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The documents where this entity occurs most often are shown below. Click on a document to open it.

Document Max. Freq Min. Freq
Harper's Encyclopedia of United States History (ed. Benson Lossing) 836 0 Browse Search
Frederick H. Dyer, Compendium of the War of the Rebellion: Regimental Histories 690 0 Browse Search
Horace Greeley, The American Conflict: A History of the Great Rebellion in the United States of America, 1860-65: its Causes, Incidents, and Results: Intended to exhibit especially its moral and political phases with the drift and progress of American opinion respecting human slavery from 1776 to the close of the War for the Union. Volume I. 532 0 Browse Search
John M. Schofield, Forty-six years in the Army 480 0 Browse Search
Rebellion Record: a Diary of American Events: Documents and Narratives, Volume 2. (ed. Frank Moore) 406 0 Browse Search
Rebellion Record: a Diary of American Events, Diary from December 17, 1860 - April 30, 1864 (ed. Frank Moore) 350 0 Browse Search
Wiley Britton, Memoirs of the Rebellion on the Border 1863. 332 0 Browse Search
Benson J. Lossing, Pictorial Field Book of the Civil War. Volume 2. 322 0 Browse Search
Col. John M. Harrell, Confederate Military History, a library of Confederate States Military History: Volume 10.2, Arkansas (ed. Clement Anselm Evans) 310 0 Browse Search
Col. John C. Moore, Confederate Military History, a library of Confederate States Military History: Volume 9.2, Missouri (ed. Clement Anselm Evans) 294 0 Browse Search
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Browsing named entities in The Daily Dispatch: October 25, 1861., [Electronic resource]. You can also browse the collection for Missouri (Missouri, United States) or search for Missouri (Missouri, United States) in all documents.

Your search returned 9 results in 3 document sections:

Kentucky and Missouri. --The only good fighting men which the North can bring into the field, of the native race, are the hardy and adventurous men of the Northwestern States. It is only the soe with that young and giant community. In this point of view the condition of Kentucky and Missouri presents a topic of absorbing and vital interest to the Southern Confederacy. The South can nehe time has undoubtedly arrived when the South must assume the power to treat Kentucky and Southern Missouri as a part of her own territory. It had been better, and more consistent with the law-abidhe times would not permit the slow and formal processes usual to legal procedure. Kentucky and Missouri can no longer be respected as forbidden ground to the South. They are both essential parts of les. And where can a case be found more urgent for continuing this policy than in Kentucky and Missouri, where the enemy are preparing the most formidable of all their measures against us.? We s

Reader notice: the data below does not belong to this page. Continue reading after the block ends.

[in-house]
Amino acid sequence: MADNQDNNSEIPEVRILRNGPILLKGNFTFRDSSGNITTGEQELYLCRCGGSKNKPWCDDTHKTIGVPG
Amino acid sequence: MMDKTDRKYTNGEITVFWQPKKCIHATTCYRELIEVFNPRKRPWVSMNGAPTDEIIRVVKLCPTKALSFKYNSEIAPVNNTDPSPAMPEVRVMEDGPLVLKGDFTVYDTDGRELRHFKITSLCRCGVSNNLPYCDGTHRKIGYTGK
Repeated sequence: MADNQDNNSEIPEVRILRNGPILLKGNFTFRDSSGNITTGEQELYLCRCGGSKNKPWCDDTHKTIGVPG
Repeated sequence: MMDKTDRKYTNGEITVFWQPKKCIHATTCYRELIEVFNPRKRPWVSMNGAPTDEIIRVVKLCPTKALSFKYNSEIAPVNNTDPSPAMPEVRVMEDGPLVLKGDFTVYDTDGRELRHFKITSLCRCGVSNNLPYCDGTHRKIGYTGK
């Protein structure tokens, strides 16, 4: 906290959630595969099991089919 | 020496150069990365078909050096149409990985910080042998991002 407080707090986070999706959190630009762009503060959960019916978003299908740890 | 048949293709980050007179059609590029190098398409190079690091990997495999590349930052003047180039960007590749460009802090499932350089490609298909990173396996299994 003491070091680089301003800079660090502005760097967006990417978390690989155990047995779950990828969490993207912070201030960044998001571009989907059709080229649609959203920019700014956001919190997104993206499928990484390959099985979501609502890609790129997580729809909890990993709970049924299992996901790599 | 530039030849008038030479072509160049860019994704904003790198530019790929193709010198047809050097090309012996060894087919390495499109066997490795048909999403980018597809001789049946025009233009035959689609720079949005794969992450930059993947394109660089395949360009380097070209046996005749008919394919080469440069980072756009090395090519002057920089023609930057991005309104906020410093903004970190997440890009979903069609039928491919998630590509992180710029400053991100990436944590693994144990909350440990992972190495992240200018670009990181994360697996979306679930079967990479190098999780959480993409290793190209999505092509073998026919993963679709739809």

lly in the Quartermaster's Department in this city, amounting to some $4,000,000, it is important that the money which may now be in the hands of the disbursing officers, or be received by them, be applied to the current expenses of your army in Missouri, and these debts to remain unpaid until they can be properly examined and sent to Washington for settlement; the disbursing officers of the army to disburse the funds, and not transfer them to irresponsible agents — in other words, those who do he purpose of paying the troops. The erection of barracks near your quarters in this city to be at once discontinued. "The Secretary has been informed that the troops of Gen. Lane's command are committing depredations on our friends in Western Missouri. Your attention is directed to this, in the expectation that you will apply the corrective. "Major Allen desires the services of Capt. Turnley for a short time, and the Secretary hopes you may find it proper to accord thereto. I have
The Daily Dispatch: October 25, 1861., [Electronic resource], The Northern Programme for coast invasion. (search)
The latest from Missouri. Gen. Fremont preparing to cross the Osage river in Hot Pursuit of the Retreating rebels. Syracuse, Mo., Oct. 17. --A messenger from Gen. Fremont reports his arrival at Warsaw, on the Osage river, (about 65 miles Southwest of Jefferson City,) which he was preparing to cross by means of pontoon bridges. He expected to be across the river by Wednesday night. On his arrival at the Osage, the opposite bank was filled with rebel cavalry, who were disberty of Col. Mulligan by tendering in his place the release of General Frost, who was taken after the capture of Camp Jackson, from his parole of honor. We hear, also, that a like exchange will be tendered for Col. Bowen. More fighting in Missouri. St. Louis, Oct. 18. --The following dispatch was received from the office at Pilot Knobb, dated 10 o'clock last night: "Major Garritt, of the 1st Indiana Cavalry, made an attack on the enemy this morning, when discovering their st